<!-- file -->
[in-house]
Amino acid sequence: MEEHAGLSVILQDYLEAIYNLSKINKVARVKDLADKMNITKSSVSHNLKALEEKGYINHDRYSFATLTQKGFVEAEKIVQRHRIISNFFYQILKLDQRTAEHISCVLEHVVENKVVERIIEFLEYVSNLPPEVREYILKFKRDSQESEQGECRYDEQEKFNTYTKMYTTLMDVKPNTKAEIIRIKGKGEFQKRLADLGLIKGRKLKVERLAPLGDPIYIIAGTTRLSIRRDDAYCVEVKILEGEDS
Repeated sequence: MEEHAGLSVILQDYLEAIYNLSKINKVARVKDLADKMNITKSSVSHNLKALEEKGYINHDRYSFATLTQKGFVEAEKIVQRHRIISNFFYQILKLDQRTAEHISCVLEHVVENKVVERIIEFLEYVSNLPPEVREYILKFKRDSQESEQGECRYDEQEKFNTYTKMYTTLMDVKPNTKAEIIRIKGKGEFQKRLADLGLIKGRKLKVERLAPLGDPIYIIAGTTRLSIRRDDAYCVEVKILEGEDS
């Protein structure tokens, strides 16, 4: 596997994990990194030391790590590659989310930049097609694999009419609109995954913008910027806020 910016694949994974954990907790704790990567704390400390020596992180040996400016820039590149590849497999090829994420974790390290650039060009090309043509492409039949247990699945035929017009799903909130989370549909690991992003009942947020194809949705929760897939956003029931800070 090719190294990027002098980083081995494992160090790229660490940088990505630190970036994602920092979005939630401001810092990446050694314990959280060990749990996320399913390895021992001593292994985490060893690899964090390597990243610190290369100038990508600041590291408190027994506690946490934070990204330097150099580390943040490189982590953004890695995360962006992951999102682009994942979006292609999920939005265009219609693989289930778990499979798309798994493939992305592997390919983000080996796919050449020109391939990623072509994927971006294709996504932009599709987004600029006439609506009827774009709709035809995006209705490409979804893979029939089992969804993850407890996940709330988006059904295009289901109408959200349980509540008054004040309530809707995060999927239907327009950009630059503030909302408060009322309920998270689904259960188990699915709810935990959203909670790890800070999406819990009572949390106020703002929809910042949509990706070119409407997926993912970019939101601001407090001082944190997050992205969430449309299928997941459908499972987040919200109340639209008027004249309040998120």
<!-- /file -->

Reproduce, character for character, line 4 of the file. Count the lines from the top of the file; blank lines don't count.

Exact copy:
């Protein structure tokens, strides 16, 4: 596997994990990194030391790590590659989310930049097609694999009419609109995954913008910027806020 910016694949994974954990907790704790990567704390400390020596992180040996400016820039590149590849497999090829994420974790390290650039060009090309043509492409039949247990699945035929017009799903909130989370549909690991992003009942947020194809949705929760897939956003029931800070 090719190294990027002098980083081995494992160090790229660490940088990505630190970036994602920092979005939630401001810092990446050694314990959280060990749990996320399913390895021992001593292994985490060893690899964090390597990243610190290369100038990508600041590291408190027994506690946490934070990204330097150099580390943040490189982590953004890695995360962006992951999102682009994942979006292609999920939005265009219609693989289930778990499979798309798994493939992305592997390919983000080996796919050449020109391939990623072509994927971006294709996504932009599709987004600029006439609506009827774009709709035809995006209705490409979804893979029939089992969804993850407890996940709330988006059904295009289901109408959200349980509540008054004040309530809707995060999927239907327009950009630059503030909302408060009322309920998270689904259960188990699915709810935990959203909670790890800070999406819990009572949390106020703002929809910042949509990706070119409407997926993912970019939101601001407090001082944190997050992205969430449309299928997941459908499972987040919200109340639209008027004249309040998120």